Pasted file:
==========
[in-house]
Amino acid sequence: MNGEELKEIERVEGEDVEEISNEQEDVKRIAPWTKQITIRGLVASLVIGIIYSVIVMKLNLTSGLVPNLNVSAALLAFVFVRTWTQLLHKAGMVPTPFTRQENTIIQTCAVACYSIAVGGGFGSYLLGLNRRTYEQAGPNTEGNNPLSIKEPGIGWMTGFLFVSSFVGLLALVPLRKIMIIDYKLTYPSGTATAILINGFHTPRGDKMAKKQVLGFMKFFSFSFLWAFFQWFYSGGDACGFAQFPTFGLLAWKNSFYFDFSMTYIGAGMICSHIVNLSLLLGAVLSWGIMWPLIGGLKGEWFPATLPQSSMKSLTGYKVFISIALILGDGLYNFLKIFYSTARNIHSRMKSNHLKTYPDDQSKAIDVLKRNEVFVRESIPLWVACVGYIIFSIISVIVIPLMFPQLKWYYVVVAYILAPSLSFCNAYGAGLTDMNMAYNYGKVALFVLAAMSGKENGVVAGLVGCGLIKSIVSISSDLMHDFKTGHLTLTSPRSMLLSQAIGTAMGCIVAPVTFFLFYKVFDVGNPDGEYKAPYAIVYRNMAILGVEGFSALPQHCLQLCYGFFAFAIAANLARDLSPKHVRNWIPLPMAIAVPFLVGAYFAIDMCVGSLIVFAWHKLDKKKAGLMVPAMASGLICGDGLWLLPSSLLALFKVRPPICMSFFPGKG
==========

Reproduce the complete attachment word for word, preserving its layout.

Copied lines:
[in-house]
Amino acid sequence: MNGEELKEIERVEGEDVEEISNEQEDVKRIAPWTKQITIRGLVASLVIGIIYSVIVMKLNLTSGLVPNLNVSAALLAFVFVRTWTQLLHKAGMVPTPFTRQENTIIQTCAVACYSIAVGGGFGSYLLGLNRRTYEQAGPNTEGNNPLSIKEPGIGWMTGFLFVSSFVGLLALVPLRKIMIIDYKLTYPSGTATAILINGFHTPRGDKMAKKQVLGFMKFFSFSFLWAFFQWFYSGGDACGFAQFPTFGLLAWKNSFYFDFSMTYIGAGMICSHIVNLSLLLGAVLSWGIMWPLIGGLKGEWFPATLPQSSMKSLTGYKVFISIALILGDGLYNFLKIFYSTARNIHSRMKSNHLKTYPDDQSKAIDVLKRNEVFVRESIPLWVACVGYIIFSIISVIVIPLMFPQLKWYYVVVAYILAPSLSFCNAYGAGLTDMNMAYNYGKVALFVLAAMSGKENGVVAGLVGCGLIKSIVSISSDLMHDFKTGHLTLTSPRSMLLSQAIGTAMGCIVAPVTFFLFYKVFDVGNPDGEYKAPYAIVYRNMAILGVEGFSALPQHCLQLCYGFFAFAIAANLARDLSPKHVRNWIPLPMAIAVPFLVGAYFAIDMCVGSLIVFAWHKLDKKKAGLMVPAMASGLICGDGLWLLPSSLLALFKVRPPICMSFFPGKG